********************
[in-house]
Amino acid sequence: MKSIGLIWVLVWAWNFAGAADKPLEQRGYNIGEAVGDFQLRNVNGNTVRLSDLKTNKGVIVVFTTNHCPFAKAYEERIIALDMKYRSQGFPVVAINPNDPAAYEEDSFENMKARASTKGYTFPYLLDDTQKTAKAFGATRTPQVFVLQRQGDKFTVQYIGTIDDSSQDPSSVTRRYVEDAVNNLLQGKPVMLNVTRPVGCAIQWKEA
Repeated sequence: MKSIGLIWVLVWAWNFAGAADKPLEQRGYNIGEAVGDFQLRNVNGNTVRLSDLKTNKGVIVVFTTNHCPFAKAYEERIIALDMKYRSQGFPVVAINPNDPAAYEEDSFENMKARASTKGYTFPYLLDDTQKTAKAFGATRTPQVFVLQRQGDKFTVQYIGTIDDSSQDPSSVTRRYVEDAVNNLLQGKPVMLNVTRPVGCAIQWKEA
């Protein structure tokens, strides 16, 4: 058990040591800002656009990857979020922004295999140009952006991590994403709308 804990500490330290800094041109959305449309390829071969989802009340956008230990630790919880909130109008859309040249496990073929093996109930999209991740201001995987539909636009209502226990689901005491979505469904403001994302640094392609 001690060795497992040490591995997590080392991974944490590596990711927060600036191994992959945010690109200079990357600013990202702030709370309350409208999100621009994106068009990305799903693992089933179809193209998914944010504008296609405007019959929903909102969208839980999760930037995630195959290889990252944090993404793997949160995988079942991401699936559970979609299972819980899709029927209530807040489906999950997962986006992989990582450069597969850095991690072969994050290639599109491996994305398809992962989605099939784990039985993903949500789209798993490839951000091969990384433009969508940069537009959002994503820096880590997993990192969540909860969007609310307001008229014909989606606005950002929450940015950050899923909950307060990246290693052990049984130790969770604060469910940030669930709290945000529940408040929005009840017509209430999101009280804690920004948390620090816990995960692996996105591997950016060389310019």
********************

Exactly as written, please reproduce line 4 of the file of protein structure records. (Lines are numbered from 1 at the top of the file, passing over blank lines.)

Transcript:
């Protein structure tokens, strides 16, 4: 058990040591800002656009990857979020922004295999140009952006991590994403709308 804990500490330290800094041109959305449309390829071969989802009340956008230990630790919880909130109008859309040249496990073929093996109930999209991740201001995987539909636009209502226990689901005491979505469904403001994302640094392609 001690060795497992040490591995997590080392991974944490590596990711927060600036191994992959945010690109200079990357600013990202702030709370309350409208999100621009994106068009990305799903693992089933179809193209998914944010504008296609405007019959929903909102969208839980999760930037995630195959290889990252944090993404793997949160995988079942991401699936559970979609299972819980899709029927209530807040489906999950997962986006992989990582450069597969850095991690072969994050290639599109491996994305398809992962989605099939784990039985993903949500789209798993490839951000091969990384433009969508940069537009959002994503820096880590997993990192969540909860969007609310307001008229014909989606606005950002929450940015950050899923909950307060990246290693052990049984130790969770604060469910940030669930709290945000529940408040929005009840017509209430999101009280804690920004948390620090816990995960692996996105591997950016060389310019």